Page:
One Year In, Reaction to OLA Is Mostly Positive
by N. Reed Dunnick, MD, Associate Executive Director, Diagnostic Radiology
The American Board of Radiology’s primary mission is to protect the public by ensuring that board-certified radiologists have acquired and maintained the skills needed to practice their profession. Initial certification is a challenging hurdle: candidates must pass a rigorous initial qualifying exam that includes all aspects of diagnostic radiology, including all organ systems and modalities as well as noninterpretive skills. With the expansion of diagnostic radiology, subspecialization is increasing, and the Certifying Exam, taken 15 months after residency training is completed, allows candidates to tailor their exams to the areas in which they expect to practice.
Over time, diagnostic radiology has evolved, and imaging techniques and exams have changed. Computed tomography (CT), magnetic resonance imaging (MRI) and ultrasound improved and replaced many traditional exams. The practice of many diagnostic radiologists now consists of work that was not tested on the exams they took for initial certification. A way to see that radiologists have evolved along with their practices and acquired these new skills is needed. Such a system must be meaningful, yet not be onerous for physicians to complete.
Lifelong learning is essential to keeping up with our evolving field. This includes not only continuing medical education (CME) courses, but also self-assessment CME (SA-CME). A method of assessing radiologists to see if they have learned essential material is also needed. However, requiring radiologists to travel to a testing center is costly and time consuming.
Learning from other American Board of Medical Specialty (ABMS) certification boards, the ABR has developed a system of continual assessment called Online Longitudinal Assessment (OLA). Two question opportunities are made available each week to diplomates participating in the Maintenance of Certification (MOC) program. Thus, a total of 104 questions opportunities are offered per year in most cases, but diplomates are required to answer only 52 of them. Furthermore, the diplomate may decline as many as 10 questions. An opportunity to comment on each question is provided at the time the answer is given. These comments are collected for review by the ABR staff and volunteer committees that develop the questions. Participants receive immediate feedback, rationale, and reference after they answer questions.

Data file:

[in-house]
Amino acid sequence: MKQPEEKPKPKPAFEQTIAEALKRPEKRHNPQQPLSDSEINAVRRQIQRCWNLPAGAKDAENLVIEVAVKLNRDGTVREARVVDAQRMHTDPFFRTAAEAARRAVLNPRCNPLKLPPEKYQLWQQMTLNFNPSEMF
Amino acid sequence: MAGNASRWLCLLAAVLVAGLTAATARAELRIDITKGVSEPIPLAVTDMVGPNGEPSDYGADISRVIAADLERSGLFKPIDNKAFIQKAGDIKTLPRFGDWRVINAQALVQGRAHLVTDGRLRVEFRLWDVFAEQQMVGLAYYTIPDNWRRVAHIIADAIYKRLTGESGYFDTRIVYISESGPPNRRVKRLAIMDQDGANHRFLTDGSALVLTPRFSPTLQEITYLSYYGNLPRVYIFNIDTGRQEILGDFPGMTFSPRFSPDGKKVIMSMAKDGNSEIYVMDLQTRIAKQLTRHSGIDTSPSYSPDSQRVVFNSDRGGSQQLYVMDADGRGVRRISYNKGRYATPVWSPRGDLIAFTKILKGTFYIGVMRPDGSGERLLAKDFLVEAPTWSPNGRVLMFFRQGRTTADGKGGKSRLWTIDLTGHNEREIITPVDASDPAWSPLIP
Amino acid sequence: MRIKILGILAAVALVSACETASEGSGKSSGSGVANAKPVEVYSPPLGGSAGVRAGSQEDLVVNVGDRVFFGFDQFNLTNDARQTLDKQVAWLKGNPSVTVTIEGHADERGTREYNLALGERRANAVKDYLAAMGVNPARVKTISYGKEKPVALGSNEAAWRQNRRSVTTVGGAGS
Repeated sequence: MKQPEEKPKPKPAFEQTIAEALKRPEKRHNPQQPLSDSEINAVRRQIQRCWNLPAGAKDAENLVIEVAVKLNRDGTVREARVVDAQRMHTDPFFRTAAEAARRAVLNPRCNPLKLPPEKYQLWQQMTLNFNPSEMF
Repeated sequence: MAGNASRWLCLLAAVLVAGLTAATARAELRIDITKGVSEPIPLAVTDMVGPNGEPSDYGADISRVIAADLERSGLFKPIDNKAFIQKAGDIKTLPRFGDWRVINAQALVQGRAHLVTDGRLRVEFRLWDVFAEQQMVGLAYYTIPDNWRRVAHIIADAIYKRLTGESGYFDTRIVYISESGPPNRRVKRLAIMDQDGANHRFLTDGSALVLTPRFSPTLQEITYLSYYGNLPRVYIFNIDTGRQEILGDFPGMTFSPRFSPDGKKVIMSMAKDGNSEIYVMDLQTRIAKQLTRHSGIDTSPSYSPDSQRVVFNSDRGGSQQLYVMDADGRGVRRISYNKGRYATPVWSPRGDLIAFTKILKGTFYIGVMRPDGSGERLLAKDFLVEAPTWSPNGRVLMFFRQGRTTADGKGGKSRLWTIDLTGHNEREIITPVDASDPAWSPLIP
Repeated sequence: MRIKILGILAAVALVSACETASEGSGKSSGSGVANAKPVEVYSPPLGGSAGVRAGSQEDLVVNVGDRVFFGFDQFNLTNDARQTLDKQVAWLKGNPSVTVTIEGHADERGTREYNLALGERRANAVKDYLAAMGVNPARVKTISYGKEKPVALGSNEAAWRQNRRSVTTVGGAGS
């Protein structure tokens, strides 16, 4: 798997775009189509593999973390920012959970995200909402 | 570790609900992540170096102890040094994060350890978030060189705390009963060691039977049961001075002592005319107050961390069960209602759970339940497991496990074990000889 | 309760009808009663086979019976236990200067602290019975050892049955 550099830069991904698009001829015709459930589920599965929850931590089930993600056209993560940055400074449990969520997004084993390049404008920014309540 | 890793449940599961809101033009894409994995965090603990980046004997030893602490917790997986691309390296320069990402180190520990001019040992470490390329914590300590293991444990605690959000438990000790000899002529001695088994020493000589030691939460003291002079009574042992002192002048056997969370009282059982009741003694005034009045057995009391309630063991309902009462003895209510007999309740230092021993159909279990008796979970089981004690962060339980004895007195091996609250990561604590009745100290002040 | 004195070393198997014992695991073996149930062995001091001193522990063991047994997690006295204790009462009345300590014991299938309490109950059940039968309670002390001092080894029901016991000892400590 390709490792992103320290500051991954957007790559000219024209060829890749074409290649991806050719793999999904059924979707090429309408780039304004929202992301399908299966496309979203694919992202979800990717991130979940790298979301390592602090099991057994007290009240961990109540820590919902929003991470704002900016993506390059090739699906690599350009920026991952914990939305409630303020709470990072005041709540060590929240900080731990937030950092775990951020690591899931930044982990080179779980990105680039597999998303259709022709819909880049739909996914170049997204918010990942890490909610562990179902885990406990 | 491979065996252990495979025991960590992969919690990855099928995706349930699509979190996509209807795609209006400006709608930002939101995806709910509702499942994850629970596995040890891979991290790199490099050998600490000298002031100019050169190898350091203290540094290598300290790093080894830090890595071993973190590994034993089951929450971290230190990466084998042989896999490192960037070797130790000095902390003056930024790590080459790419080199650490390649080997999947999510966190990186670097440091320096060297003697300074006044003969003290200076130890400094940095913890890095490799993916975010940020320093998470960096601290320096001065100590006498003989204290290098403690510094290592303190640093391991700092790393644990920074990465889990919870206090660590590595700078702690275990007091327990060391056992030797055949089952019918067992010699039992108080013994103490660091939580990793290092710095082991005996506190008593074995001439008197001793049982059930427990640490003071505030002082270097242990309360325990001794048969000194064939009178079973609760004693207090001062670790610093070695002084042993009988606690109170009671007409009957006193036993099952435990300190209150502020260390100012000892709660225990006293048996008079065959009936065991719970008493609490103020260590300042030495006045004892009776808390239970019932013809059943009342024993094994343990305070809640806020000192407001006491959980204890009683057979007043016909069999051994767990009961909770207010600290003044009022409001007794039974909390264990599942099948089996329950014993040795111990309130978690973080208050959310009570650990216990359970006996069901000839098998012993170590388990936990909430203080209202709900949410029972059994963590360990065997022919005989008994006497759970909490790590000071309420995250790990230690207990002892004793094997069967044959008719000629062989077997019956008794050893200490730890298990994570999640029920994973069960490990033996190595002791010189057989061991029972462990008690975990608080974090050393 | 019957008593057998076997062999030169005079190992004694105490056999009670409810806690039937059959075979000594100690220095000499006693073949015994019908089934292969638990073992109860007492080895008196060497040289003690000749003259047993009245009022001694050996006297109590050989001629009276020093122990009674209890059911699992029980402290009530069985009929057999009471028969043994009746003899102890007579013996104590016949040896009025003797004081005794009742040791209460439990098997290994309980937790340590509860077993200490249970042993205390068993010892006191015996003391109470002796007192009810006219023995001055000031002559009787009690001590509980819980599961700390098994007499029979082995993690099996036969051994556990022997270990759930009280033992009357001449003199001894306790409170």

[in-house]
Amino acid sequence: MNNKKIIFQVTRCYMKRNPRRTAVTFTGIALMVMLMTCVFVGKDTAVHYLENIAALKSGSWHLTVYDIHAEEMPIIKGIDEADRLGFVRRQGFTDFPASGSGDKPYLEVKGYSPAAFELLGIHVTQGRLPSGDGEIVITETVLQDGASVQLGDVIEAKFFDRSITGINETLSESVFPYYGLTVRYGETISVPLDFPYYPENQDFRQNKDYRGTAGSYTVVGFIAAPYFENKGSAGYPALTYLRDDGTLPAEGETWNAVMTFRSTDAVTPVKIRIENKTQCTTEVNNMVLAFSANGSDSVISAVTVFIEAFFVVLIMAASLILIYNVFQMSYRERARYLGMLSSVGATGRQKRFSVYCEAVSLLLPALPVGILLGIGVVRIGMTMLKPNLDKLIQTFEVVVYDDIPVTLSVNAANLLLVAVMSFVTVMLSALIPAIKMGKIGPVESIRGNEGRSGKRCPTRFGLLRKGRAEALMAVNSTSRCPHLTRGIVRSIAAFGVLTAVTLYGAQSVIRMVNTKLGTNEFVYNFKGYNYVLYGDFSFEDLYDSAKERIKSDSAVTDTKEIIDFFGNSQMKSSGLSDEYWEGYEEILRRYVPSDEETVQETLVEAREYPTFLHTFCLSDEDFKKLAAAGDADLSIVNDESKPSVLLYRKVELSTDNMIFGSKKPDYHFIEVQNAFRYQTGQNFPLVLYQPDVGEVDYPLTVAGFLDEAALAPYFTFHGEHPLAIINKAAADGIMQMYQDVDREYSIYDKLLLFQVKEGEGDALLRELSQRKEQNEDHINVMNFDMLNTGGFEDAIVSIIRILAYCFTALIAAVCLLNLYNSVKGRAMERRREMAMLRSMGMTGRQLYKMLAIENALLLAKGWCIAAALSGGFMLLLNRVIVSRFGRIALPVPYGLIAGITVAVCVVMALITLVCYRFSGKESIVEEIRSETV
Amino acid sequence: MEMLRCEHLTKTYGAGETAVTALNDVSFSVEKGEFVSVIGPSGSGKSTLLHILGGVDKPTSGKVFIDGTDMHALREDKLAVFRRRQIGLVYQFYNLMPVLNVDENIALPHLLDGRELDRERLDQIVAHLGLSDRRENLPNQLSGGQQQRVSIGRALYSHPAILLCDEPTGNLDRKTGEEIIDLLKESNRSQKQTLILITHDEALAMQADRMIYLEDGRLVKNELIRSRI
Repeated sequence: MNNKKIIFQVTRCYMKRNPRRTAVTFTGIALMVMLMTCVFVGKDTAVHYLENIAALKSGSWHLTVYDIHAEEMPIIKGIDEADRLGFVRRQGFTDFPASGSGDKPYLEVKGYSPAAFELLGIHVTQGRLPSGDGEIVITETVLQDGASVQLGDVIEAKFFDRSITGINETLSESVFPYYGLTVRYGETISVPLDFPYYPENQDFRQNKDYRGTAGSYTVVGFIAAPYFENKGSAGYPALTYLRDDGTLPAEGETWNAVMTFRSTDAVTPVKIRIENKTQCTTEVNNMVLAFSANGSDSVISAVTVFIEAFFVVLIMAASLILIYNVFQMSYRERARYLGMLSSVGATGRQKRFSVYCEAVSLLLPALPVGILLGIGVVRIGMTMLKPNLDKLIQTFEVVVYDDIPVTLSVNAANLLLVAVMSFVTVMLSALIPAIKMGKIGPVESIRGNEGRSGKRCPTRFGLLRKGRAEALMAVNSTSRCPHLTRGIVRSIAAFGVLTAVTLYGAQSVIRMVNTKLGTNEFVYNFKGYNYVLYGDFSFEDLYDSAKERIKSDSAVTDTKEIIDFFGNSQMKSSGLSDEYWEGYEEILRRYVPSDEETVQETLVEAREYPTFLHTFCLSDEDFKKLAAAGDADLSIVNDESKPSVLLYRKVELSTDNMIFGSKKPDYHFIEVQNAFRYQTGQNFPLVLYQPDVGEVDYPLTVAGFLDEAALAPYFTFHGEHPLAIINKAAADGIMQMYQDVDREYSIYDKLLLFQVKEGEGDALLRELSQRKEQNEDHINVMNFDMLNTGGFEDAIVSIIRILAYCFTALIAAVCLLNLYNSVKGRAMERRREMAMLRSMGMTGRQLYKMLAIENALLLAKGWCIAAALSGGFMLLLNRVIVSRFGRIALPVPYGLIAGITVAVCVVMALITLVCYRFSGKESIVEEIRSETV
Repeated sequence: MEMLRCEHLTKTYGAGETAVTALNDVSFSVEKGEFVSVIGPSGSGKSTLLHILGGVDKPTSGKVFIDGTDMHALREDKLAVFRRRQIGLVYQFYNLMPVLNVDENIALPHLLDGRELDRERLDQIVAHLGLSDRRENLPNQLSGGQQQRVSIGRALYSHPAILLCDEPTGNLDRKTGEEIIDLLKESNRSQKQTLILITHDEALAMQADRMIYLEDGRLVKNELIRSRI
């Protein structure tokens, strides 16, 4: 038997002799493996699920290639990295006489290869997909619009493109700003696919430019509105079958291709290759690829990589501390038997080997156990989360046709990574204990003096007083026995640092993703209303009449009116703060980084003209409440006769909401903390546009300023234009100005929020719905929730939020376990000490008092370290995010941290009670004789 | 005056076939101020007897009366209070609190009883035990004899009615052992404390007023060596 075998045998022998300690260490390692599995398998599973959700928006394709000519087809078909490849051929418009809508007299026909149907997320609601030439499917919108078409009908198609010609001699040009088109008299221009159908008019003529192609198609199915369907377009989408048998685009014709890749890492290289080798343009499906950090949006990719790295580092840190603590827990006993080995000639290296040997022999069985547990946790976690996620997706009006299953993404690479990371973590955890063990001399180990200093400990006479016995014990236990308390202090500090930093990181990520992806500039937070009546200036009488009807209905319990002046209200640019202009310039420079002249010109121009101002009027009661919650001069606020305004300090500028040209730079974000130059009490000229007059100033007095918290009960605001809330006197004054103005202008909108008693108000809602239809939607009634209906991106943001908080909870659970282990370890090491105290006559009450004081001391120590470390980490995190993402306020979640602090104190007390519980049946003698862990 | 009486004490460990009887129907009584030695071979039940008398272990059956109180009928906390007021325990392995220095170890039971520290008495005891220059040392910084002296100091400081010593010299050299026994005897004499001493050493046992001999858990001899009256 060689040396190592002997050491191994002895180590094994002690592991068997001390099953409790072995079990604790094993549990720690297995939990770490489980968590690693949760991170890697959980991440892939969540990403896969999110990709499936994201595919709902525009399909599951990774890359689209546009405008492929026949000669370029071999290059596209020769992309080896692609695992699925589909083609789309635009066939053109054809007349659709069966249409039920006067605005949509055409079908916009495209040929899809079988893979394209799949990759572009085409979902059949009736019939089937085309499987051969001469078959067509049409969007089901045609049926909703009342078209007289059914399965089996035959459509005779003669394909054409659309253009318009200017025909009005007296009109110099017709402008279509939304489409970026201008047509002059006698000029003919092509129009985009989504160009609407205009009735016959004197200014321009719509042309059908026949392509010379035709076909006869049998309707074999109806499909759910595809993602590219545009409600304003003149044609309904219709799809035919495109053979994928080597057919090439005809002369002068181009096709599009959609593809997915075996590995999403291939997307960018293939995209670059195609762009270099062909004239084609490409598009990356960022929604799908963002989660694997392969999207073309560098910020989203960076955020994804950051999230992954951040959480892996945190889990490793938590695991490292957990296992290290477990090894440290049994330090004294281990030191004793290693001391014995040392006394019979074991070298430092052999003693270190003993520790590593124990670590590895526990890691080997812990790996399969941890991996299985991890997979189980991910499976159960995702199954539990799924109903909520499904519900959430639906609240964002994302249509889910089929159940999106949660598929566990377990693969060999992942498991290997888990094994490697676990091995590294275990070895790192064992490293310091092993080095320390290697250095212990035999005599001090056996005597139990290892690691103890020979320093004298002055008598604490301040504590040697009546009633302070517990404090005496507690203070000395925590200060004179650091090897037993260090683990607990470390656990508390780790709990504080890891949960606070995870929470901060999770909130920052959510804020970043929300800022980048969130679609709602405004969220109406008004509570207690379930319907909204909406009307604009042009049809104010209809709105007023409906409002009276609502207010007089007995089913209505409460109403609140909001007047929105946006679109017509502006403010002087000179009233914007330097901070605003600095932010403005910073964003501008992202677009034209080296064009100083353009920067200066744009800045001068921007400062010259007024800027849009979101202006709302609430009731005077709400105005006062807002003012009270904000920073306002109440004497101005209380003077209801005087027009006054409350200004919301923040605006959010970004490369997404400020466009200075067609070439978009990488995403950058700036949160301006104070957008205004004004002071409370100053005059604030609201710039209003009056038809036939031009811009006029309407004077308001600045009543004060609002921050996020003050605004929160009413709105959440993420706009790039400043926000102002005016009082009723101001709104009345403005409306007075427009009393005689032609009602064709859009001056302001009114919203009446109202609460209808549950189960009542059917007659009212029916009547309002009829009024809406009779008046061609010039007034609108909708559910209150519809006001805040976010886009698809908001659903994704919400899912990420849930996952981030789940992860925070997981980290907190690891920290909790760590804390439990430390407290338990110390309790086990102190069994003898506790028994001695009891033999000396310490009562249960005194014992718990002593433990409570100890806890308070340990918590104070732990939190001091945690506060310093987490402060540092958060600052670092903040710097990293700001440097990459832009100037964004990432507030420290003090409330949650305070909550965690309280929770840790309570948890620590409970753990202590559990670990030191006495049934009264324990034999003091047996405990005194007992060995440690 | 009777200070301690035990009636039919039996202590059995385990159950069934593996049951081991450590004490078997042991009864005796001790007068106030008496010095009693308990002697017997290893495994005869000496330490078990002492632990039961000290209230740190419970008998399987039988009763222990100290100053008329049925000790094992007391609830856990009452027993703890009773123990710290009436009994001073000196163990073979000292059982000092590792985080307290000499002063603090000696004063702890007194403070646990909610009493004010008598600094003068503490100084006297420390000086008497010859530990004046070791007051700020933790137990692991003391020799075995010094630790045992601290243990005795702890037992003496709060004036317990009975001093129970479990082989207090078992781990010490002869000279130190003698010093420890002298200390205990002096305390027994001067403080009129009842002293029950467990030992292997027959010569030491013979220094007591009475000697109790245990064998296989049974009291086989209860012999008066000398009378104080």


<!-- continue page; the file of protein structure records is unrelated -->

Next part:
Reaction to the OLA program has been positive, although not without requests for changes. Some diplomates would prefer the questions to be batched rather than sent two per week. Some do not want to have any more questions sent to them after they have completed their 52. A very small number of diplomates prefer to take a proctored exam rather than use OLA to satisfy the Part 3 requirement.
The ABR is fortunate to have psychometricians and exam developers on staff who work closely with our volunteers to ensure the validity of our assessment and testing procedures. They review every question before it is included in a set and examine items in which responses are unusual. Any changes in our processes are vetted by an experienced and knowledgeable team.
We hope you have found OLA to be a positive experience and welcome your feedback at any time. You may contact us at firstname.lastname@example.org or (520) 797-2900.